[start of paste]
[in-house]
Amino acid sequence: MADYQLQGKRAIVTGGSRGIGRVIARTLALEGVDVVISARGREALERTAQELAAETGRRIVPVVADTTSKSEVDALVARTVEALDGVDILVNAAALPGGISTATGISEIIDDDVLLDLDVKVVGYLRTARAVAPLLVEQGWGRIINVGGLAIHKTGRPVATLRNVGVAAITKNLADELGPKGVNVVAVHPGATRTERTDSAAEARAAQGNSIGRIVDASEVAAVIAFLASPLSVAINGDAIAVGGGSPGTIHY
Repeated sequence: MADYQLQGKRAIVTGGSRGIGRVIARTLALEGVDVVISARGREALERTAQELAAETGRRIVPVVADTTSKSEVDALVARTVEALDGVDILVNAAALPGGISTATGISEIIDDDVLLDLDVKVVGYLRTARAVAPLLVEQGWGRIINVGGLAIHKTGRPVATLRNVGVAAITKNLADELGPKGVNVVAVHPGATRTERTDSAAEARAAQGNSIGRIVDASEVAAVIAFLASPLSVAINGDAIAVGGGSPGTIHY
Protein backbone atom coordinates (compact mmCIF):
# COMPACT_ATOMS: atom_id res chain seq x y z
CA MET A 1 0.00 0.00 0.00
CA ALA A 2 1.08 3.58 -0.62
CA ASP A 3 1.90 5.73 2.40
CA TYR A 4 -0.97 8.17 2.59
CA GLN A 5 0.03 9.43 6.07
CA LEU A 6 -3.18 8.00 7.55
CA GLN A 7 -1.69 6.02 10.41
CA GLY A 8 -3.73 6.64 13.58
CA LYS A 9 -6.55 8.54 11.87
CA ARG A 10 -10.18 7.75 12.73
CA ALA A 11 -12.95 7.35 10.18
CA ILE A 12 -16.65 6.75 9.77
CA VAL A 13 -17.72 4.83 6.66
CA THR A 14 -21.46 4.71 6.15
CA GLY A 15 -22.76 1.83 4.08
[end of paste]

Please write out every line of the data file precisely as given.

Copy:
[in-house]
Amino acid sequence: MADYQLQGKRAIVTGGSRGIGRVIARTLALEGVDVVISARGREALERTAQELAAETGRRIVPVVADTTSKSEVDALVARTVEALDGVDILVNAAALPGGISTATGISEIIDDDVLLDLDVKVVGYLRTARAVAPLLVEQGWGRIINVGGLAIHKTGRPVATLRNVGVAAITKNLADELGPKGVNVVAVHPGATRTERTDSAAEARAAQGNSIGRIVDASEVAAVIAFLASPLSVAINGDAIAVGGGSPGTIHY
Repeated sequence: MADYQLQGKRAIVTGGSRGIGRVIARTLALEGVDVVISARGREALERTAQELAAETGRRIVPVVADTTSKSEVDALVARTVEALDGVDILVNAAALPGGISTATGISEIIDDDVLLDLDVKVVGYLRTARAVAPLLVEQGWGRIINVGGLAIHKTGRPVATLRNVGVAAITKNLADELGPKGVNVVAVHPGATRTERTDSAAEARAAQGNSIGRIVDASEVAAVIAFLASPLSVAINGDAIAVGGGSPGTIHY
Protein backbone atom coordinates (compact mmCIF):
# COMPACT_ATOMS: atom_id res chain seq x y z
CA MET A 1 0.00 0.00 0.00
CA ALA A 2 1.08 3.58 -0.62
CA ASP A 3 1.90 5.73 2.40
CA TYR A 4 -0.97 8.17 2.59
CA GLN A 5 0.03 9.43 6.07
CA LEU A 6 -3.18 8.00 7.55
CA GLN A 7 -1.69 6.02 10.41
CA GLY A 8 -3.73 6.64 13.58
CA LYS A 9 -6.55 8.54 11.87
CA ARG A 10 -10.18 7.75 12.73
CA ALA A 11 -12.95 7.35 10.18
CA ILE A 12 -16.65 6.75 9.77
CA VAL A 13 -17.72 4.83 6.66
CA THR A 14 -21.46 4.71 6.15
CA GLY A 15 -22.76 1.83 4.08